Lay versus Lie

Confusing Words

Good morning. We have here another round of easily confused words. Without turning to Google or a dictionary, see how many of these you know off the top of your head:
  1. All six members who (compose, comprise) the school board are parents.
  2. She had (born, borne) two beautiful children before she turned thirty-five.
  3. The decorative prongs (envelop, envelope) the blue turquoise stone.
  4. As the president took the oath, he knew that it was something for the history books, that it was an (historic, historical) event.
  5. Returning home with dinner, she was surprised to find out that her recently unemployed husband had (lain, laid) on the couch for much of the morning.
  1. These words are similar, but there is one small distinction: parts compose a whole, and a whole comprises parts.
    All six members who compose the school board are parents.

  2. Born and borne are both past participles of the verb bear. Born is far more common yet has far more restrictions for when it should be used: It is used exclusively in reference to birth (either of offspring or things/ideas) and must be after a be (is, are, was, were) verb. All other times, it should be borne.

  3. Envelop is a verb that means to surround or enclose. Envelope is a something you throw in a mail box. Making things tricky, enveloped is the the past tense of envelop.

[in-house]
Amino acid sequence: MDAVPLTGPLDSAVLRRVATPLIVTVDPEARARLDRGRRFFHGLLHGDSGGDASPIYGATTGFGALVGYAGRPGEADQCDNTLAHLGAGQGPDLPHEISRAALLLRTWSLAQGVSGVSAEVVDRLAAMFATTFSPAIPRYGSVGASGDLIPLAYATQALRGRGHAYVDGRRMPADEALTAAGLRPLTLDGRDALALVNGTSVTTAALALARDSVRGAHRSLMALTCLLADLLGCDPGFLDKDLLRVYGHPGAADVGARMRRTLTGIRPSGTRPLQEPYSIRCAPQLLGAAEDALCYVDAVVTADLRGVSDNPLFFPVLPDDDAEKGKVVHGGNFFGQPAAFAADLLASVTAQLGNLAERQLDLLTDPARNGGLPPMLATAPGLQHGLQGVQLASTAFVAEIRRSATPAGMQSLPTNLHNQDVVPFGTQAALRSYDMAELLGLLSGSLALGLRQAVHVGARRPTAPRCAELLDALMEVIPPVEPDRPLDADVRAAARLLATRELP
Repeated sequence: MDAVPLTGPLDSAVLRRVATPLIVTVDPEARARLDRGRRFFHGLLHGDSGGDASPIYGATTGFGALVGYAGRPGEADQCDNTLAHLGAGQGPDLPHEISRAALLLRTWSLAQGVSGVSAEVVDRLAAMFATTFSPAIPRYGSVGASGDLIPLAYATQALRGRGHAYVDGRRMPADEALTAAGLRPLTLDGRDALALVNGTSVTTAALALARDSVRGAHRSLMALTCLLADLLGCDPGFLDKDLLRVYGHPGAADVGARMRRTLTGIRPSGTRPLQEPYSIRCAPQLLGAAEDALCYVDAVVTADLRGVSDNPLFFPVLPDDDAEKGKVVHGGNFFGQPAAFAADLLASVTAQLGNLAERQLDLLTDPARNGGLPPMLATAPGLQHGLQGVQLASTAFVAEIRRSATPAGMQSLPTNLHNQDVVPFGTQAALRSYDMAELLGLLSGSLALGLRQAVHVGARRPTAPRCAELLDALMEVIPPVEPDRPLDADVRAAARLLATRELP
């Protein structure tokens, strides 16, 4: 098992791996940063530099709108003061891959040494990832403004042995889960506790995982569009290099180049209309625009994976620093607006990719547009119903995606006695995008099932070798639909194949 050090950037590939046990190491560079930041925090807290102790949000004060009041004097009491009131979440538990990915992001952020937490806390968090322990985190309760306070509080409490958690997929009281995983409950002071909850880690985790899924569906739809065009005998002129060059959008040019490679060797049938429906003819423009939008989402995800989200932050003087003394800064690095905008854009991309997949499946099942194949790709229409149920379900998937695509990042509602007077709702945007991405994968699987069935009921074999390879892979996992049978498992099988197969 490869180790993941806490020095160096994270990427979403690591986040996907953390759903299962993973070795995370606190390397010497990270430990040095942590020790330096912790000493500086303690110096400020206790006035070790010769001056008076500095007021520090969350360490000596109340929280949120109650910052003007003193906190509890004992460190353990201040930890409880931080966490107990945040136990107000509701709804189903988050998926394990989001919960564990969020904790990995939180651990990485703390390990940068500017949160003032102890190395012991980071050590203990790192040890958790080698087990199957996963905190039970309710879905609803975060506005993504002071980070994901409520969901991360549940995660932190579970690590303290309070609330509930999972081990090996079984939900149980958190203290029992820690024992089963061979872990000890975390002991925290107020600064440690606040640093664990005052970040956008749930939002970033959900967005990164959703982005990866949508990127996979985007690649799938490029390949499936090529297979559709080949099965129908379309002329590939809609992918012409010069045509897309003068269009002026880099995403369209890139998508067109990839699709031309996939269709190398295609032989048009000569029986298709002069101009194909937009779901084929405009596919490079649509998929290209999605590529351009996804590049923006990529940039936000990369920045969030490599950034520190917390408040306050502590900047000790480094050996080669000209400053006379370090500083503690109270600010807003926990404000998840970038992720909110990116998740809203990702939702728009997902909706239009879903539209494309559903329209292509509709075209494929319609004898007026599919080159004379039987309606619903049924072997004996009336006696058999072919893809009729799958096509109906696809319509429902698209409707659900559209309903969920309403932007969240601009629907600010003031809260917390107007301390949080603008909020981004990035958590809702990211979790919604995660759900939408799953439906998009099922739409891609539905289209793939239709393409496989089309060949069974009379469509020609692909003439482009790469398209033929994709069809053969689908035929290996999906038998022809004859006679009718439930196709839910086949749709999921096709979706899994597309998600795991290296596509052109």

The decorative prongs envelop the blue turquoise stone.

  4. Historic is for something that was significant in history while historical is just something that happened in or relates to the past.
    As the president took the oath, he knew that it was something for the history books, that it was an historic event.

  5. The conjugations of the two verbs lie and lay often plague writers. Outside mesmerizing their forms, you may want to print out a reference sheet.
    Returning home with dinner, she was surprised to find out that her recently unemployed husband had lain on the couch for much of the morning.
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